Research on Anxiety in LGBTQIA+ Adults
The research specifically focused on anxiety rates among the LGBTQIA+ population is somewhat limited, but there is information available that gives us an overall picture. The National Association on Mental Health (NAMI) reported LGBTQIA+ individuals are at a significantly higher risk for developing anxiety and are more than twice as likely to have any type of mental health condition. When comparing those who identify as transgender with cis-gender (gender is aligned with sex assigned at birth), the prevalence rate for a diagnosis of any mental health condition is 4x as high. The LGBTQIA+ population consistently shows higher levels of use across all types of substances as well compared with cis-gender ones (biological sex identified at birth matches gender identity).
Research on LGBTQIA+ Teens, Adolescents, and Young Adults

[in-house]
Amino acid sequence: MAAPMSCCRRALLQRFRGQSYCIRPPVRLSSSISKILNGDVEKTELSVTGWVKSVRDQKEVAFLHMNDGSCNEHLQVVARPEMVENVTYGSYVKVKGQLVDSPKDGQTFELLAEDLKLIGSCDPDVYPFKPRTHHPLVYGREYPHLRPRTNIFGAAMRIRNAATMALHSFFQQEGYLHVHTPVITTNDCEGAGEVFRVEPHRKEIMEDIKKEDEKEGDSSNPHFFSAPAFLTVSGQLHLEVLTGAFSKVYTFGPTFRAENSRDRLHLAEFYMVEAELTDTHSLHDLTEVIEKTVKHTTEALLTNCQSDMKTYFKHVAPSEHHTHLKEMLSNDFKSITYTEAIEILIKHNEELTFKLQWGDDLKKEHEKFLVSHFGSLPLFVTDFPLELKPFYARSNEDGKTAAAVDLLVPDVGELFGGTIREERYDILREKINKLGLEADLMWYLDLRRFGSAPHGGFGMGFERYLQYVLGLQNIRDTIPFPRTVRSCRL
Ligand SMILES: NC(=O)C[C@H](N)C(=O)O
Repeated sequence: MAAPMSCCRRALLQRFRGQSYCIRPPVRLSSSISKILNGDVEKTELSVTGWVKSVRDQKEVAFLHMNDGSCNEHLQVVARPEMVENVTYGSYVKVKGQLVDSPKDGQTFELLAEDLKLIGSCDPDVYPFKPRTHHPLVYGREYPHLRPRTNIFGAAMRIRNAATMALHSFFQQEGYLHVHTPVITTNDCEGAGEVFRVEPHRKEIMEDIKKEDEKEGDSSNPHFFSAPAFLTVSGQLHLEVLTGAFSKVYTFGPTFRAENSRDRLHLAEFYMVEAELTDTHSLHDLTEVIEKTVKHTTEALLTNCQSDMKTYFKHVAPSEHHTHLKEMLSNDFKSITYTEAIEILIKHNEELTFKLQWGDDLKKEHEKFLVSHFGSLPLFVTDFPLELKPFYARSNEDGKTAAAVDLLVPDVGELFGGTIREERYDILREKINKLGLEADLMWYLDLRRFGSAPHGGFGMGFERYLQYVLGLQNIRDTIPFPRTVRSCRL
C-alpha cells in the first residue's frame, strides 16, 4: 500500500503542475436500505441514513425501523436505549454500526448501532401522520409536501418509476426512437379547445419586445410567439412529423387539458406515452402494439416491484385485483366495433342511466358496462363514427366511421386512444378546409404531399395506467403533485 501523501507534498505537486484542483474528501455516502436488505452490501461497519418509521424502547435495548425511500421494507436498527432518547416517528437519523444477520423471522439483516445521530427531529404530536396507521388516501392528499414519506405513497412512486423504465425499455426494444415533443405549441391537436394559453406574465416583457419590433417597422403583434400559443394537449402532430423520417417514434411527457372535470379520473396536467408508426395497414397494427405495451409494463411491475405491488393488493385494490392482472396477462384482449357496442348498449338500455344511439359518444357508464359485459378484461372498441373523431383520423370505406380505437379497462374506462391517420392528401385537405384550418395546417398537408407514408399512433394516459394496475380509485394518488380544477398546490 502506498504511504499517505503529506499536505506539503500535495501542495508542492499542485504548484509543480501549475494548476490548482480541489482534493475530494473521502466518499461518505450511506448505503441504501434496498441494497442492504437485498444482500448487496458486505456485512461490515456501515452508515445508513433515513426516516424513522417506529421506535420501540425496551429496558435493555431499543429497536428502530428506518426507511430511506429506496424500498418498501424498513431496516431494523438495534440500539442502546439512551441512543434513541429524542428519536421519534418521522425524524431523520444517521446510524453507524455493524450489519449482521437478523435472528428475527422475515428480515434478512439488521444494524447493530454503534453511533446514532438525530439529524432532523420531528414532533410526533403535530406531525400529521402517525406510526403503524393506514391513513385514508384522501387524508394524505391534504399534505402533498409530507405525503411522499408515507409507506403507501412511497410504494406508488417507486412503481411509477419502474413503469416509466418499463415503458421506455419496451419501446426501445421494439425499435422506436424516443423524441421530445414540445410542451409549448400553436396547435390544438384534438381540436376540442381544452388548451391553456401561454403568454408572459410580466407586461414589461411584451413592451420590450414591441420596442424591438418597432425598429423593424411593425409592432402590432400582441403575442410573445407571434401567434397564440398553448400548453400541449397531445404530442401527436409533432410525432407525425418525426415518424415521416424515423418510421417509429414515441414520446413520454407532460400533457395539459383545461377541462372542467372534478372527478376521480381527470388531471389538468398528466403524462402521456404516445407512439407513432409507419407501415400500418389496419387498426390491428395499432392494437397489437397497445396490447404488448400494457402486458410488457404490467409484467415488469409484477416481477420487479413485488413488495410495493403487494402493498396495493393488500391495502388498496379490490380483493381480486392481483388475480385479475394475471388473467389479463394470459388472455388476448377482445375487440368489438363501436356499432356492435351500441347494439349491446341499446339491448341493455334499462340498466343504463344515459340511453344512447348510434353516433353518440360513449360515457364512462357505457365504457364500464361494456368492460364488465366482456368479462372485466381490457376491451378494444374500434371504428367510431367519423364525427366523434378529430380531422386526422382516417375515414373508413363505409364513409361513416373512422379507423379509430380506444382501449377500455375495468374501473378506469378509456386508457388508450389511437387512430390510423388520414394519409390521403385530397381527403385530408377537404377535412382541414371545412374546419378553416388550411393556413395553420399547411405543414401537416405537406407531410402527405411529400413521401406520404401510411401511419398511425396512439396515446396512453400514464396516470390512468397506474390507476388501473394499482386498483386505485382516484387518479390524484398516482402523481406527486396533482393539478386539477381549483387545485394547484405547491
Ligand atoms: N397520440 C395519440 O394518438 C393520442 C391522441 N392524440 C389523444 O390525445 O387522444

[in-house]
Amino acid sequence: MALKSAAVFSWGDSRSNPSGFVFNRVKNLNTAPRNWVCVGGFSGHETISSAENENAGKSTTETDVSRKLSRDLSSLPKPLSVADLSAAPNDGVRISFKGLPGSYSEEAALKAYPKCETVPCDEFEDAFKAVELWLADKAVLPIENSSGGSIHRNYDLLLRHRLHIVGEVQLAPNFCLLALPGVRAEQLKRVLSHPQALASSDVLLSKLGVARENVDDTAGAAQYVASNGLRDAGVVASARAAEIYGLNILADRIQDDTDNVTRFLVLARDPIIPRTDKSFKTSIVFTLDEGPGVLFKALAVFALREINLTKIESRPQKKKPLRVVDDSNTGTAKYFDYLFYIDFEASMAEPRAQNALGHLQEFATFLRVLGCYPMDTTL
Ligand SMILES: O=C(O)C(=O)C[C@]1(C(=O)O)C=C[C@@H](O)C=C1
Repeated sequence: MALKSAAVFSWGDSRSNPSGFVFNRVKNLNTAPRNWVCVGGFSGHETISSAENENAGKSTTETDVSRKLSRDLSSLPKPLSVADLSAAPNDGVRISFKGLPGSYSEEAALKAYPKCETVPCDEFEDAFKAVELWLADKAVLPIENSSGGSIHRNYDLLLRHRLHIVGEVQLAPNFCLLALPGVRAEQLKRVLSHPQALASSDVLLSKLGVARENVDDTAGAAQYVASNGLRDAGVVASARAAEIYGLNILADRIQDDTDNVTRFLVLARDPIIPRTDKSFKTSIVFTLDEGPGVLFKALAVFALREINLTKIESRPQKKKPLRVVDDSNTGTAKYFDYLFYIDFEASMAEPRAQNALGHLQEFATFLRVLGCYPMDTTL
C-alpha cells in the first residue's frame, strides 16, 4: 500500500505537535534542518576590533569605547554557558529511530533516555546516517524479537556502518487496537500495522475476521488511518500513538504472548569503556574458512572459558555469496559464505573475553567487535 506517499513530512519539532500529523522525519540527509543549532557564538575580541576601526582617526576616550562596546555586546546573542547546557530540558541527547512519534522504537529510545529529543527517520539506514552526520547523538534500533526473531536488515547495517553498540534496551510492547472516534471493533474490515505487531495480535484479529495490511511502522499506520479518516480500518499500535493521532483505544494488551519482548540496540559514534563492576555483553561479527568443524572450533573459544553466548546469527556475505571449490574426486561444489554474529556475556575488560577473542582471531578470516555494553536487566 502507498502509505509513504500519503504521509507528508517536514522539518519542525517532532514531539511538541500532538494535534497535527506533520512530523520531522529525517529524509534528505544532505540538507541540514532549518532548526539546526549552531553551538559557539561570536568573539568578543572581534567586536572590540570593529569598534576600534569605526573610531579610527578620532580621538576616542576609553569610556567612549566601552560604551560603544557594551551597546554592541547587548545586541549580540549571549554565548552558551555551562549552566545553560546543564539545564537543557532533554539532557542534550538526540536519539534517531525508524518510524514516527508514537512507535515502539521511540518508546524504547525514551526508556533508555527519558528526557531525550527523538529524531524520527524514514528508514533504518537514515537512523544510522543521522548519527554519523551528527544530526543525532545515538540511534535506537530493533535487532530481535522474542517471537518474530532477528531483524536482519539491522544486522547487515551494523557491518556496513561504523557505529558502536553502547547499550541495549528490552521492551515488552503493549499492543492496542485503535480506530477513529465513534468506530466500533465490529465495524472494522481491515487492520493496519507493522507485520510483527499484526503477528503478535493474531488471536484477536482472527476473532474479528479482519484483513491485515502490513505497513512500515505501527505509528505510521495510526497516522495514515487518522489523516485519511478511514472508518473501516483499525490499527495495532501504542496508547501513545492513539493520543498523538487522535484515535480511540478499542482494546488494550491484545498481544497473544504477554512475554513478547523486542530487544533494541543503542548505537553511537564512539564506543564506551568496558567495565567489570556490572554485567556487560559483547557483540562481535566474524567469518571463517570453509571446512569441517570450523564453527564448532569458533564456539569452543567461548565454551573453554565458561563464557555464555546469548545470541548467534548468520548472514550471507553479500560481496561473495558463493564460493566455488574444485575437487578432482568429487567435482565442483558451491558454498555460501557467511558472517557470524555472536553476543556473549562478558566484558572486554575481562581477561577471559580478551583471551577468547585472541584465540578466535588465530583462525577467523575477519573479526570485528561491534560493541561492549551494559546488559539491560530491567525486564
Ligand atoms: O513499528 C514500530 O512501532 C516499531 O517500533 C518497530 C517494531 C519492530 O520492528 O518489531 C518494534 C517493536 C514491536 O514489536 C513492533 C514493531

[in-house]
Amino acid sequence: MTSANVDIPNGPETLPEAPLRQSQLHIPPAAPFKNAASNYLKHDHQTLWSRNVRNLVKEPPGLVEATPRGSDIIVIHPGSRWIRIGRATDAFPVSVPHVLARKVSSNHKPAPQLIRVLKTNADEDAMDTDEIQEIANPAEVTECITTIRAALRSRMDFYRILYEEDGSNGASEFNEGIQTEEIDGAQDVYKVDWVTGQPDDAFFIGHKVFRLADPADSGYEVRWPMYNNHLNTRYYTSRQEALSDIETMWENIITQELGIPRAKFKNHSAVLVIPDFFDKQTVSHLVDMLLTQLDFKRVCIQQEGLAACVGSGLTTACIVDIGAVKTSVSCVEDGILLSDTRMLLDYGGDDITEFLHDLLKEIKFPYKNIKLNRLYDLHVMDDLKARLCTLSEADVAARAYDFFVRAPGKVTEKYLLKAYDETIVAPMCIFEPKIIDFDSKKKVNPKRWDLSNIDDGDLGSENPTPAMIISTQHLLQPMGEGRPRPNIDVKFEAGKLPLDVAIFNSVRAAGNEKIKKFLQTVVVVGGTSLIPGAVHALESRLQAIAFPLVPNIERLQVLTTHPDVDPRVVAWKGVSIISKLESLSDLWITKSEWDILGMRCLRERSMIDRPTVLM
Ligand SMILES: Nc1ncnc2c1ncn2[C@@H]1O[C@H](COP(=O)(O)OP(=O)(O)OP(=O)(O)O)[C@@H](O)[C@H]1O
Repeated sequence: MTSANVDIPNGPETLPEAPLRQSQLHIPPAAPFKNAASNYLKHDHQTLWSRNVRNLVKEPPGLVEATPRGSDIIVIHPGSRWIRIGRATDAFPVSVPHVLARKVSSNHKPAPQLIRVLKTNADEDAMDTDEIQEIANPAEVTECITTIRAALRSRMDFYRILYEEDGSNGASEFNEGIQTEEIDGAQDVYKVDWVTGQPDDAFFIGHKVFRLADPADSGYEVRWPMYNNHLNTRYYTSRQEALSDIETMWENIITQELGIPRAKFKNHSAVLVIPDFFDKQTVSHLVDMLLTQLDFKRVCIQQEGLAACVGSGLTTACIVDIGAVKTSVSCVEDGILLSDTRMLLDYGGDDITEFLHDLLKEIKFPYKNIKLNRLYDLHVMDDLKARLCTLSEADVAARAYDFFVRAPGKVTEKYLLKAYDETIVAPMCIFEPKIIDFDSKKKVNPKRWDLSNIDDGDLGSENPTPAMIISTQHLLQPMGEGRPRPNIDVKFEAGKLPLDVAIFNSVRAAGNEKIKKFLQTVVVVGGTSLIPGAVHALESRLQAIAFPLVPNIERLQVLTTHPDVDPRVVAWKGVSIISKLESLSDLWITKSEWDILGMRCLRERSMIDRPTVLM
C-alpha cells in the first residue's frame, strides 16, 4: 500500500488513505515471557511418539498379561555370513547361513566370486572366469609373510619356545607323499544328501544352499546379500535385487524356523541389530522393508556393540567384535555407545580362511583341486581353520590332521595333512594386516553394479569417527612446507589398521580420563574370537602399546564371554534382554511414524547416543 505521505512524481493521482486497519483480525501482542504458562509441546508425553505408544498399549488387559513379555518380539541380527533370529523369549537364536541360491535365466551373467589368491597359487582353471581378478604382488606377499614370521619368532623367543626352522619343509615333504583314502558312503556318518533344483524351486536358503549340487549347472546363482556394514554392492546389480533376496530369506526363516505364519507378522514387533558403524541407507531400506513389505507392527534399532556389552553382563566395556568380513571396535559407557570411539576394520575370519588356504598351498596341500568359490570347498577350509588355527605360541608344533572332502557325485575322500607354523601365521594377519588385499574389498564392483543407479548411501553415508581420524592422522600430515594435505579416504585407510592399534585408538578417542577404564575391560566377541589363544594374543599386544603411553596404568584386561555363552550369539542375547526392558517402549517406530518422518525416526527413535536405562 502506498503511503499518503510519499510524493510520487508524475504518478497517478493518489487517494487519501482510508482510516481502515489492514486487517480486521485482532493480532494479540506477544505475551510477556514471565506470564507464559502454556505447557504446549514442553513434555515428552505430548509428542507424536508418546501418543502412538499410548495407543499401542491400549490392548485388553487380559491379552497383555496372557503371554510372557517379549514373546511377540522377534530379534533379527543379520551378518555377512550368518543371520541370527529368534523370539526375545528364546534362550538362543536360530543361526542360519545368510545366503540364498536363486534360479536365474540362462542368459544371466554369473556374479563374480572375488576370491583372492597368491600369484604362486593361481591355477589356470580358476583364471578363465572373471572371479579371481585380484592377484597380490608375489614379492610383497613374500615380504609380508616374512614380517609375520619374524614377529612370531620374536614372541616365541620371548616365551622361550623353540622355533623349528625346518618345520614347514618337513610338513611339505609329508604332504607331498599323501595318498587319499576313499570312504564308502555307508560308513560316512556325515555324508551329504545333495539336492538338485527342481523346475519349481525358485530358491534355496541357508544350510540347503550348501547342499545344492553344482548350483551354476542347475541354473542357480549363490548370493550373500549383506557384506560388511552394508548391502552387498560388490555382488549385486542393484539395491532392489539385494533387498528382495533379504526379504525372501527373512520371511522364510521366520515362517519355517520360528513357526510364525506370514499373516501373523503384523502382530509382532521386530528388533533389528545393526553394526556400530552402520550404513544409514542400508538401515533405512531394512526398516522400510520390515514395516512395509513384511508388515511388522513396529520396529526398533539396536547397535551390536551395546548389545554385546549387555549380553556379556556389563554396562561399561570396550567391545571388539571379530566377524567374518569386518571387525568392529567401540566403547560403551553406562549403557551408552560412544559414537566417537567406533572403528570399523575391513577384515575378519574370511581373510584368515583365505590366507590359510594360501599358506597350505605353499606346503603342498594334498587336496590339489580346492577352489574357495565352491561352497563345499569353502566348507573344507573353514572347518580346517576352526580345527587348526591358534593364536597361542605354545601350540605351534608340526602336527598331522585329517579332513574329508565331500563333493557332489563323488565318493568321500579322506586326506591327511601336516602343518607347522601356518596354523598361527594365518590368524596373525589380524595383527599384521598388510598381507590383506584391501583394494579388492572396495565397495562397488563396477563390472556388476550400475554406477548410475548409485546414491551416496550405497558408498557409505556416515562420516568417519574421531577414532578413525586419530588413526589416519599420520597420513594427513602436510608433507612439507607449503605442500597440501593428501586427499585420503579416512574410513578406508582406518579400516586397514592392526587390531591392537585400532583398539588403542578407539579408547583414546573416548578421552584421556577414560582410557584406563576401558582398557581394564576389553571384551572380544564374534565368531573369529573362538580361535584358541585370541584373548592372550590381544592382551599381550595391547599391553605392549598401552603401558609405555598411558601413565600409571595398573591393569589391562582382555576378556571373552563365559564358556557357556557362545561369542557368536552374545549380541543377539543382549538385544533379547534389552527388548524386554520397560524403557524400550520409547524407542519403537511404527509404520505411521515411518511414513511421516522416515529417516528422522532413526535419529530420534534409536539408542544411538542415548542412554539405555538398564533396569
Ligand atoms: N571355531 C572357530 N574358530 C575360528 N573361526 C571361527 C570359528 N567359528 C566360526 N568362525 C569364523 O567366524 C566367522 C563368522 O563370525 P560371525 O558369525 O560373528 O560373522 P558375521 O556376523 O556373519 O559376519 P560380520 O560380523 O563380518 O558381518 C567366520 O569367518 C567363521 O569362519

The Trevor Project, an organization focused on suicide prevention among LGBTQIA+ teens, adolescents, and young adults, published the National Survey on LGBTQ Youth Mental Health in 2021. This survey involved approximately 35,000 youth in the United States ranging from 13 – 24 years old and showed the key role affirming their identity plays in their overall wellbeing. Some important facts and statistics include:
Finding A Therapist and Things to Consider Asking
Given the nature of the information and statistics, finding the proper help is very important. Looking for a mental health professional who is a “good fit” for you makes a huge difference in the outcome of therapy. Some things to consider when seeking a therapist:
I hope that this information has been helpful in giving insight into anxiety among the LGBTQIA+ population. Please be on the lookout for our next blog on anxiety in teens and young adults.
For more information on Small Town Counseling services for children and teens, what to expect, and/or scheduling an appointment check out our counseling services for children and teens and/or adults or call 209-968-1707. FAQs and Parenting Topics are available in our Good Reads! For additional parenting resources visit COVID-19 Specific Parenting Resources or Local Resources.